That teacher intake had rarely contained academic high-fliers, and it became apparent that the dogmatisms, the intolerances, the careless scholarship and the boundless self-satisfaction with which their brand of university culture had already imbued them, was simply re-emphasised by the teacher training institutions. Too many chalkies closed their books and their minds as soon as they left university and have not opened either since. To encounter them socially or intellectually, to discover what they are now reading and to inspect what kind of syllabi they construct for their charges, the lessons they teach, the books they use, is to find oneself in a world where Rip Van Winkle has just fallen asleep, uncanny and weird. Their clocks stopped at 1968.

Yet this infantile Communist, bogus egalitarian, anti-traditional culture mindset is still blocking out the sun in too many schools — and two generations of students have been robbed of the broad, undogmatic education which earlier students received as of right. Instead of which they are fed simplistic outbursts of bile and discontent about the institutions needed to support all viable societies, and inaccurate summaries of often complex historical, moral and political questions, which they have neither the necessary background nor the experience to evaluate. These are supplied by teachers who are only too often in the same condition. Only their ignorance is invincible.

As we were recently reminded, when in a survey in the late 1990s parents were asked whether they trusted teachers to teach civics and citizenship to students, 60 per cent said they did not trust teachers to teach impartially, and, as has been reported, there is widespread concern that teachers are either not well-enough trained or professional enough to teach this programme (civics) without bias. This critique may be extended to the instruction being currently provided on multiculturalism, the environment, Aborigines and immigration. Parents would be expected to provide similar responses here, as they did to the civics survey. There is now a situation of deep distrust and an absence of confidence on the part of most parents with respect to the education and the proper care of their children. And they, after all, observe and have to live with the ongoing results.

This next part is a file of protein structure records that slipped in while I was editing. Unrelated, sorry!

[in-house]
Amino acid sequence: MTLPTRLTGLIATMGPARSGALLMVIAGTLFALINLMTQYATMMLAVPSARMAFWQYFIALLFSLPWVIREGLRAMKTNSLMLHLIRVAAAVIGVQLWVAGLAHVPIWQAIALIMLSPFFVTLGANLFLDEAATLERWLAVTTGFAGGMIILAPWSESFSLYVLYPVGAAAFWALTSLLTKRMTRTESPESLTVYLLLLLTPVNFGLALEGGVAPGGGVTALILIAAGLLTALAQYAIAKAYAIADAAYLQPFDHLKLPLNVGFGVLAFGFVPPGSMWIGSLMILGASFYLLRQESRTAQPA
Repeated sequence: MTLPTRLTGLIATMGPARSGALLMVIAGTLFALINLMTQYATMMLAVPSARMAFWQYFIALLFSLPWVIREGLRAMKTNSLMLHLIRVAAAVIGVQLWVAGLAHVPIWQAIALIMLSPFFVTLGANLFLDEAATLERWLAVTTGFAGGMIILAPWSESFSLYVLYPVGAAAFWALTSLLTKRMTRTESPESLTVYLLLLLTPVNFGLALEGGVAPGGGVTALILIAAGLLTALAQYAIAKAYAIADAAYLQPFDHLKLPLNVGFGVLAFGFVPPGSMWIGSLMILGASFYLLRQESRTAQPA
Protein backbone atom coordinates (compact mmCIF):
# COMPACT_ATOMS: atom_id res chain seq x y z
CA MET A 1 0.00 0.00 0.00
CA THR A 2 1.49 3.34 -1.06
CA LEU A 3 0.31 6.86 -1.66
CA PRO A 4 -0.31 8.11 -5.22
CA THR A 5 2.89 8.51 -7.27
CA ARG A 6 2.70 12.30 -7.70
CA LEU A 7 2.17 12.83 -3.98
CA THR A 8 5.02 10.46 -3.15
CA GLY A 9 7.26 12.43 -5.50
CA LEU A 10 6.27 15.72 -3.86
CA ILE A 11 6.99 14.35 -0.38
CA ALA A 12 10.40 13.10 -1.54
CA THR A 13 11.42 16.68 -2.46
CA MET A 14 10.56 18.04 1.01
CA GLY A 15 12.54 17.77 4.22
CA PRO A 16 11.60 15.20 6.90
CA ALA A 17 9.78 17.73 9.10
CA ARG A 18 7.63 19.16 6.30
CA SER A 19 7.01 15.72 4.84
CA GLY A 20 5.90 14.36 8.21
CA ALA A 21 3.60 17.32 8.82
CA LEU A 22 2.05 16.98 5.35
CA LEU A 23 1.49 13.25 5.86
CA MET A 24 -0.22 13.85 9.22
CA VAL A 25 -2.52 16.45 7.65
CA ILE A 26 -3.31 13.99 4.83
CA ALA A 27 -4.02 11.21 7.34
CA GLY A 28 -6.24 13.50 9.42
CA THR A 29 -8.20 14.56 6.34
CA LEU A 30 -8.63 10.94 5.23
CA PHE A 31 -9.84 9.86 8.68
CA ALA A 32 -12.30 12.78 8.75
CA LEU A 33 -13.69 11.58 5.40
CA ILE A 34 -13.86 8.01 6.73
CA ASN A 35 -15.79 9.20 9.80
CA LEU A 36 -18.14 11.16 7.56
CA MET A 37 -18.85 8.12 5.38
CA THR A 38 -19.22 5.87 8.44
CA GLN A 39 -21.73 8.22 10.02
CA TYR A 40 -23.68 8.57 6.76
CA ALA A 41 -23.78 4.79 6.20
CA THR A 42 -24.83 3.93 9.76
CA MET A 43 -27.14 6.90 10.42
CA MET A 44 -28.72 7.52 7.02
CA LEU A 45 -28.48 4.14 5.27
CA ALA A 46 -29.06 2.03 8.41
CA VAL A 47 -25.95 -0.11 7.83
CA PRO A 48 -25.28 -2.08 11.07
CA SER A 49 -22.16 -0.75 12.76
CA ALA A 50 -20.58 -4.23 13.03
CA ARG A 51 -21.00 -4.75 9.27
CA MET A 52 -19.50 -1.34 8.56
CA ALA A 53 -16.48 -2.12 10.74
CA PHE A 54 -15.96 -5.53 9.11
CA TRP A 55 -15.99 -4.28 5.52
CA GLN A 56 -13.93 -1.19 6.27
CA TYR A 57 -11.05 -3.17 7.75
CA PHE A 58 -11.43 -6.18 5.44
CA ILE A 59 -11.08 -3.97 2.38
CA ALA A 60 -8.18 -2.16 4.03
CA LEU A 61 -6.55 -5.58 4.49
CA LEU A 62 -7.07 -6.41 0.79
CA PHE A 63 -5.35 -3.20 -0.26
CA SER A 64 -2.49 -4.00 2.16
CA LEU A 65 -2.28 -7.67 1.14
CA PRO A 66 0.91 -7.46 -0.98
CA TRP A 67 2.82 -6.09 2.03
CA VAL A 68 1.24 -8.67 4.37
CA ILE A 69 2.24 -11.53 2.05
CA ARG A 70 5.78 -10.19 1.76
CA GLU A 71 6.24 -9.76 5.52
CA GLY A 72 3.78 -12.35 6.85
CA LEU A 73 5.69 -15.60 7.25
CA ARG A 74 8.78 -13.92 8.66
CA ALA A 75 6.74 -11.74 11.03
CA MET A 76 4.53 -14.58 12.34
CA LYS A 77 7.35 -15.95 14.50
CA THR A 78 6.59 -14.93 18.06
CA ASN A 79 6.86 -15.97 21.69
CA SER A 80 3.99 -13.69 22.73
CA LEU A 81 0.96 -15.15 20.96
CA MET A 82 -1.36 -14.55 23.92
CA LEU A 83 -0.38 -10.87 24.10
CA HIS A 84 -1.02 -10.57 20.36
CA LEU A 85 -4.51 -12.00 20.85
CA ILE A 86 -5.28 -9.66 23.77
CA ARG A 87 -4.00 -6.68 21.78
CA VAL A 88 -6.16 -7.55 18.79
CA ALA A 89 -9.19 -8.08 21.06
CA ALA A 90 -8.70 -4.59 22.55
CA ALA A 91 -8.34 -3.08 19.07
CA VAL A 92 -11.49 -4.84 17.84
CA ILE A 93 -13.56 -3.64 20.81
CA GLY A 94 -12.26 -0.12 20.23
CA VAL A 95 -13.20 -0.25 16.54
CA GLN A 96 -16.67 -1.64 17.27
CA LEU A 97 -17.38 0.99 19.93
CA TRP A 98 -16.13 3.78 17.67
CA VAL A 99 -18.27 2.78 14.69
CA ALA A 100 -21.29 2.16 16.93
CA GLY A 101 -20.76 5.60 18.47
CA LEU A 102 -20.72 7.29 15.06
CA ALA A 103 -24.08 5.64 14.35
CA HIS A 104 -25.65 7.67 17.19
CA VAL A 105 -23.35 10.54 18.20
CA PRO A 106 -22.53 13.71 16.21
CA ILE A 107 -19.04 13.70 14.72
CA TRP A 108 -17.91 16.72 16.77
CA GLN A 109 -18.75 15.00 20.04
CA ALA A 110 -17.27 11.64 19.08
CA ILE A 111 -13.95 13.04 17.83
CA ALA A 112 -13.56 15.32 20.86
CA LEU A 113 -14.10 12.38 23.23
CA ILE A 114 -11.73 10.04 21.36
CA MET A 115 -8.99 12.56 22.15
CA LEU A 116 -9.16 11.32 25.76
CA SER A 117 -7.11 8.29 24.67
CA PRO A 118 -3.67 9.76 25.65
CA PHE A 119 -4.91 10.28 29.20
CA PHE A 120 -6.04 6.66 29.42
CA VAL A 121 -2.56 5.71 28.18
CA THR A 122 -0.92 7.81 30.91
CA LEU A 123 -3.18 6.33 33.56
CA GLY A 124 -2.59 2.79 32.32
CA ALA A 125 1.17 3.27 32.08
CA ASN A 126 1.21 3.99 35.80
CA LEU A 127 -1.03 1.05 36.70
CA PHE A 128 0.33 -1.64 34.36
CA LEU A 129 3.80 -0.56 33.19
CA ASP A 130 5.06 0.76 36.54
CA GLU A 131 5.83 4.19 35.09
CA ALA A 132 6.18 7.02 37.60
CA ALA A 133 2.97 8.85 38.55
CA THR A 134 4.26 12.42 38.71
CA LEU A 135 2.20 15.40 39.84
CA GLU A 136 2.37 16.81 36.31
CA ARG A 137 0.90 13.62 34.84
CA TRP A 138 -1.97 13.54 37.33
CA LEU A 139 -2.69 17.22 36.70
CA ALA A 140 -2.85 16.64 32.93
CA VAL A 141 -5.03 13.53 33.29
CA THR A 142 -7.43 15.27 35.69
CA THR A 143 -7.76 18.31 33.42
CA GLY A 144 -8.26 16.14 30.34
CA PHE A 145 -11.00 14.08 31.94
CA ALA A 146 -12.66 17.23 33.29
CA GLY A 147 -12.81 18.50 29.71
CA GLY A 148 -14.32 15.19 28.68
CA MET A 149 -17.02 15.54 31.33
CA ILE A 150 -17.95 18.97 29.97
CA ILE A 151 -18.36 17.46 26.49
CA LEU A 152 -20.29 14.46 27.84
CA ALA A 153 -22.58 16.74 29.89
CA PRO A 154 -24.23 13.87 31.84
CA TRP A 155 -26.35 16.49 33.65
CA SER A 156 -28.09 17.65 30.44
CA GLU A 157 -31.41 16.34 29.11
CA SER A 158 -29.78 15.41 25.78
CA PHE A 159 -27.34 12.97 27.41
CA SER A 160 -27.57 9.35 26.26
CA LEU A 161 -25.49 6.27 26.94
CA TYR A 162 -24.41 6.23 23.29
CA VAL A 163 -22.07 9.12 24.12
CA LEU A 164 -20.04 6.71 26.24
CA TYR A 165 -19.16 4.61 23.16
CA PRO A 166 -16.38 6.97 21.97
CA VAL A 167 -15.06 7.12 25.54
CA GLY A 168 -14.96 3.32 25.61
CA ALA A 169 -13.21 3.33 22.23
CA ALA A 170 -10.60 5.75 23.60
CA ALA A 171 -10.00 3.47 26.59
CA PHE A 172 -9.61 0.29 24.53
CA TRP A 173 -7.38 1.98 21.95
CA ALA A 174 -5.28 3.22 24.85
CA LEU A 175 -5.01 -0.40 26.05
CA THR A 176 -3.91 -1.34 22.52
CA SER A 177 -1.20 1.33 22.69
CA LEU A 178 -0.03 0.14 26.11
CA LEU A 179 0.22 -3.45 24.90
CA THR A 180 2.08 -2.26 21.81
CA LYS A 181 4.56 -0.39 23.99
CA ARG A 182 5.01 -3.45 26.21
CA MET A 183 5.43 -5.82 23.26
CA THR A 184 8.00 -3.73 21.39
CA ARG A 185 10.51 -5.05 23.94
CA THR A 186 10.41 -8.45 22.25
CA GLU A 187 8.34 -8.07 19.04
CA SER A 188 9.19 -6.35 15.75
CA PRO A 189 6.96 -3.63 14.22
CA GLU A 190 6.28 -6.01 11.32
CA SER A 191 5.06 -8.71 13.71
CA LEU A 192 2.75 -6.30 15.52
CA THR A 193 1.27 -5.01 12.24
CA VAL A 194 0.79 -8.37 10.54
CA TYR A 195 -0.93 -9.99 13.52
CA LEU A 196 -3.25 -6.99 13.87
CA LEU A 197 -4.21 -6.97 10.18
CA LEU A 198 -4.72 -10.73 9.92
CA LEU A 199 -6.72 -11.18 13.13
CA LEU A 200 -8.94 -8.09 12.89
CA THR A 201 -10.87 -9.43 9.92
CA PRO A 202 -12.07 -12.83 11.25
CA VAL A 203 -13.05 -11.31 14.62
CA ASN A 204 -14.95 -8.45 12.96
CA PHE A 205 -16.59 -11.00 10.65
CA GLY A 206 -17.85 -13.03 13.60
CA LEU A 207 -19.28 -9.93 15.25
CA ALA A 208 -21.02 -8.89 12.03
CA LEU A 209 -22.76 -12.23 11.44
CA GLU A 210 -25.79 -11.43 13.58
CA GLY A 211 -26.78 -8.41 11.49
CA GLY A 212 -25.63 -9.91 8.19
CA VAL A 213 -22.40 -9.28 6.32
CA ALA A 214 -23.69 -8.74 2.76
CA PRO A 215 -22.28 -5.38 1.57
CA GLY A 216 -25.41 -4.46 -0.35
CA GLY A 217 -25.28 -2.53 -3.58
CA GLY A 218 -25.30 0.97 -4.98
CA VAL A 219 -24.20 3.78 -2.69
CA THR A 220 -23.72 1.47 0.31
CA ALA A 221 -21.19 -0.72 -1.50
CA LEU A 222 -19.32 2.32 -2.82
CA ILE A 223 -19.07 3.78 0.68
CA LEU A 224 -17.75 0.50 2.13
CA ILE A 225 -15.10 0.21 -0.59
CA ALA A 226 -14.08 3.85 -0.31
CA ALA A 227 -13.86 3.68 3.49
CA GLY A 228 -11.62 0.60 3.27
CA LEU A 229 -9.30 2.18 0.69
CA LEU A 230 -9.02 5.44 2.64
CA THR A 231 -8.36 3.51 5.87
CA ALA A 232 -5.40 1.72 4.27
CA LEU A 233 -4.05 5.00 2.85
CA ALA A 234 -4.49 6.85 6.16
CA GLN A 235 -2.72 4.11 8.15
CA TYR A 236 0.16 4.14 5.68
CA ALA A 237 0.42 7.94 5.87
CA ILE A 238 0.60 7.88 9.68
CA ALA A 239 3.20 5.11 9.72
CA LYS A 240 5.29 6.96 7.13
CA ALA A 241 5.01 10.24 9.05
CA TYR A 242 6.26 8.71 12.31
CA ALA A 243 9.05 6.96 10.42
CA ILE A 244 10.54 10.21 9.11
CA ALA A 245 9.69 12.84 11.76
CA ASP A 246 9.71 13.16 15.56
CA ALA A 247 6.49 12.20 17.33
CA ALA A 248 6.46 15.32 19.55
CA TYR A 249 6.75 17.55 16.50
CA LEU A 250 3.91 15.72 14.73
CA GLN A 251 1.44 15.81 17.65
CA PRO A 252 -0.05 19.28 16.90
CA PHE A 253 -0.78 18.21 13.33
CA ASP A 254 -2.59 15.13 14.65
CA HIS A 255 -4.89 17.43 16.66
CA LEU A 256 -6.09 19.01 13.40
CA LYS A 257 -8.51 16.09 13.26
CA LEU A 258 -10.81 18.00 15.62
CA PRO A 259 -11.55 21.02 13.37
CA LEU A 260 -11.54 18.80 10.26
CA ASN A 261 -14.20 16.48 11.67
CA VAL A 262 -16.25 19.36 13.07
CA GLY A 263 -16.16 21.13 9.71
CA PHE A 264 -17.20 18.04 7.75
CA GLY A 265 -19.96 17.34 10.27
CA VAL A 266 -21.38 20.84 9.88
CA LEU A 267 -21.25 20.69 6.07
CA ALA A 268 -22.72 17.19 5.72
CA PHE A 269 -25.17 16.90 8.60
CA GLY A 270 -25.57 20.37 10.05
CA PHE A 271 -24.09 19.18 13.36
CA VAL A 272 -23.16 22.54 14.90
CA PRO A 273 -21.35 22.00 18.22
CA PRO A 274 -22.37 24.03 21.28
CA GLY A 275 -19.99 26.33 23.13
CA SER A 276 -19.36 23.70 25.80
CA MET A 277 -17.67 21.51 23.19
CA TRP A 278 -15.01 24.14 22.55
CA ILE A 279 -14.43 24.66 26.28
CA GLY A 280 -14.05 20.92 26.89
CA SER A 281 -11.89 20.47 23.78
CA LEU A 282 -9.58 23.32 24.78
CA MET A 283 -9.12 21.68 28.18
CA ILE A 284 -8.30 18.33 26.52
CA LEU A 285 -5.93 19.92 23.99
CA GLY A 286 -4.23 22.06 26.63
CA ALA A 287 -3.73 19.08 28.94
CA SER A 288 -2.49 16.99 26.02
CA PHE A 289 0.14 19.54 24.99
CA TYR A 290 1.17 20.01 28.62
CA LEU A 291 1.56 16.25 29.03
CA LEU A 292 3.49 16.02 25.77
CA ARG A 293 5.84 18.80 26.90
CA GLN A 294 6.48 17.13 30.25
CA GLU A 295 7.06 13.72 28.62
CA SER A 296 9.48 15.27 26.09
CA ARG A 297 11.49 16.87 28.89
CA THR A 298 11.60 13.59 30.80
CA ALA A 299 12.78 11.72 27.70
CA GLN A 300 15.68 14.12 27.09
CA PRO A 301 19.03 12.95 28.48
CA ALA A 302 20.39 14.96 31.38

One consequence is the excretion of young people onto the streets urged on by teachers and that permanently radicalised time warp, the teachers’ union. When the young demonstrate on matters like, for example, Iraq, concerning which they possess virtually no reliable information, nor the means of analysing or grading such information, little wonder that their demonstrations seem so capricious and unstructured, nor that, when interviewed, their affirmations are so monosyllabic and cliche-ridden. Cliches from the usual Left journals are their resort — from Green Left Weekly, Socialist Worker and flyers of ageing Spartacists. All in all, students are being provided with a misleading structure for the purpose of undertaking radical action or wishing to change society. Not only schools, but, it would appear, some parents also have failed these young people.


National Observer No. 57 - Winter 2003